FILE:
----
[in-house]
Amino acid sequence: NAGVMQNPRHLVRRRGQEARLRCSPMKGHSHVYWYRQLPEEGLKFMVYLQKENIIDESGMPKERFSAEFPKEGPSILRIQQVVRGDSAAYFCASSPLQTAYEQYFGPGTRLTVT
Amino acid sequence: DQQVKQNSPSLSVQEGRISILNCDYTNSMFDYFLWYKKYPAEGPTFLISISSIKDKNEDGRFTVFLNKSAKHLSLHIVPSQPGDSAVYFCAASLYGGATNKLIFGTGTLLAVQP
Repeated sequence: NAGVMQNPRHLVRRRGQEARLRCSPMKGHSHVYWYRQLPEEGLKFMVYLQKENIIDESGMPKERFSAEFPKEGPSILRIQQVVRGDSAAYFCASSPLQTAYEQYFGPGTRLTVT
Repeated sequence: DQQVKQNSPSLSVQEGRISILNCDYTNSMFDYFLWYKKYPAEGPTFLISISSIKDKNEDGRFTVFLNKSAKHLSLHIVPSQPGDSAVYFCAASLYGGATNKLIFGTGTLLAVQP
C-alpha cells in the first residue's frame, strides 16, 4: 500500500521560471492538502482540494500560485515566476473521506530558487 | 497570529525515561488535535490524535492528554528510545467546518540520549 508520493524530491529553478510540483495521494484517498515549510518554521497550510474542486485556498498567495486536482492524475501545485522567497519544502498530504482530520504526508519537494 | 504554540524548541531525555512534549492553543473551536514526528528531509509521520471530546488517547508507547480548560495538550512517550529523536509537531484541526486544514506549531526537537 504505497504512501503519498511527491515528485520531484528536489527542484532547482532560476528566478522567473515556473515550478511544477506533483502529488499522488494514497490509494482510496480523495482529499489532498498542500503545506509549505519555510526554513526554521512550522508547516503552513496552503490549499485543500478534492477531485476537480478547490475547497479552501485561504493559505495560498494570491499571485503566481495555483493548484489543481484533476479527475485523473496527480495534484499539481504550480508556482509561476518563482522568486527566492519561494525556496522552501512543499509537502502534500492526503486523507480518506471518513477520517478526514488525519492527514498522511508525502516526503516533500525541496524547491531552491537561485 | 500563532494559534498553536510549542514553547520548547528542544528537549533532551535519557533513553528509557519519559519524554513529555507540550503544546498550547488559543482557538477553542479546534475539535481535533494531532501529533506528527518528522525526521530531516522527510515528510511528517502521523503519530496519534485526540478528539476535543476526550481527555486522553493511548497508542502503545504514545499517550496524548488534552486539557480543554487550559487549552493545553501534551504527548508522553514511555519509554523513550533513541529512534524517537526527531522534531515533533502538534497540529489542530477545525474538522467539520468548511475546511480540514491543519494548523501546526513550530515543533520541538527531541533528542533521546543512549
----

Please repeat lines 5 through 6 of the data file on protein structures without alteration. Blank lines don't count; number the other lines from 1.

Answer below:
Repeated sequence: DQQVKQNSPSLSVQEGRISILNCDYTNSMFDYFLWYKKYPAEGPTFLISISSIKDKNEDGRFTVFLNKSAKHLSLHIVPSQPGDSAVYFCAASLYGGATNKLIFGTGTLLAVQP
C-alpha cells in the first residue's frame, strides 16, 4: 500500500521560471492538502482540494500560485515566476473521506530558487 | 497570529525515561488535535490524535492528554528510545467546518540520549 508520493524530491529553478510540483495521494484517498515549510518554521497550510474542486485556498498567495486536482492524475501545485522567497519544502498530504482530520504526508519537494 | 504554540524548541531525555512534549492553543473551536514526528528531509509521520471530546488517547508507547480548560495538550512517550529523536509537531484541526486544514506549531526537537 504505497504512501503519498511527491515528485520531484528536489527542484532547482532560476528566478522567473515556473515550478511544477506533483502529488499522488494514497490509494482510496480523495482529499489532498498542500503545506509549505519555510526554513526554521512550522508547516503552513496552503490549499485543500478534492477531485476537480478547490475547497479552501485561504493559505495560498494570491499571485503566481495555483493548484489543481484533476479527475485523473496527480495534484499539481504550480508556482509561476518563482522568486527566492519561494525556496522552501512543499509537502502534500492526503486523507480518506471518513477520517478526514488525519492527514498522511508525502516526503516533500525541496524547491531552491537561485 | 500563532494559534498553536510549542514553547520548547528542544528537549533532551535519557533513553528509557519519559519524554513529555507540550503544546498550547488559543482557538477553542479546534475539535481535533494531532501529533506528527518528522525526521530531516522527510515528510511528517502521523503519530496519534485526540478528539476535543476526550481527555486522553493511548497508542502503545504514545499517550496524548488534552486539557480543554487550559487549552493545553501534551504527548508522553514511555519509554523513550533513541529512534524517537526527531522534531515533533502538534497540529489542530477545525474538522467539520468548511475546511480540514491543519494548523501546526513550530515543533520541538527531541533528542533521546543512549